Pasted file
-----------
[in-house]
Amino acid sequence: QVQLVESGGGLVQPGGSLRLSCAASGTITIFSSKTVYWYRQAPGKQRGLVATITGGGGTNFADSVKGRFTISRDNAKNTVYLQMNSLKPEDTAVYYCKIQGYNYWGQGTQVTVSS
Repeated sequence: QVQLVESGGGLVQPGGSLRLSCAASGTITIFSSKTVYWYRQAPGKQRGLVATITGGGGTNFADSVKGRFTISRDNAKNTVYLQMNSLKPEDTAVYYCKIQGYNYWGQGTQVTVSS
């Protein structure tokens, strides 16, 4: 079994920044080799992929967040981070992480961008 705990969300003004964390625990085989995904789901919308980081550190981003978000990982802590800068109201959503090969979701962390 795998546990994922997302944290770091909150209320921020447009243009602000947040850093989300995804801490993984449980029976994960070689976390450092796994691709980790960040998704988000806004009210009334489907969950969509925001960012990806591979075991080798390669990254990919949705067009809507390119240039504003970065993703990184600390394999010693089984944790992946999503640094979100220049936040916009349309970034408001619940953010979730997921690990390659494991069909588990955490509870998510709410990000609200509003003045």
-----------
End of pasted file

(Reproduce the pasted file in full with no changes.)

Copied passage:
[in-house]
Amino acid sequence: QVQLVESGGGLVQPGGSLRLSCAASGTITIFSSKTVYWYRQAPGKQRGLVATITGGGGTNFADSVKGRFTISRDNAKNTVYLQMNSLKPEDTAVYYCKIQGYNYWGQGTQVTVSS
Repeated sequence: QVQLVESGGGLVQPGGSLRLSCAASGTITIFSSKTVYWYRQAPGKQRGLVATITGGGGTNFADSVKGRFTISRDNAKNTVYLQMNSLKPEDTAVYYCKIQGYNYWGQGTQVTVSS
């Protein structure tokens, strides 16, 4: 079994920044080799992929967040981070992480961008 705990969300003004964390625990085989995904789901919308980081550190981003978000990982802590800068109201959503090969979701962390 795998546990994922997302944290770091909150209320921020447009243009602000947040850093989300995804801490993984449980029976994960070689976390450092796994691709980790960040998704988000806004009210009334489907969950969509925001960012990806591979075991080798390669990254990919949705067009809507390119240039504003970065993703990184600390394999010693089984944790992946999503640094979100220049936040916009349309970034408001619940953010979730997921690990390659494991069909588990955490509870998510709410990000609200509003003045």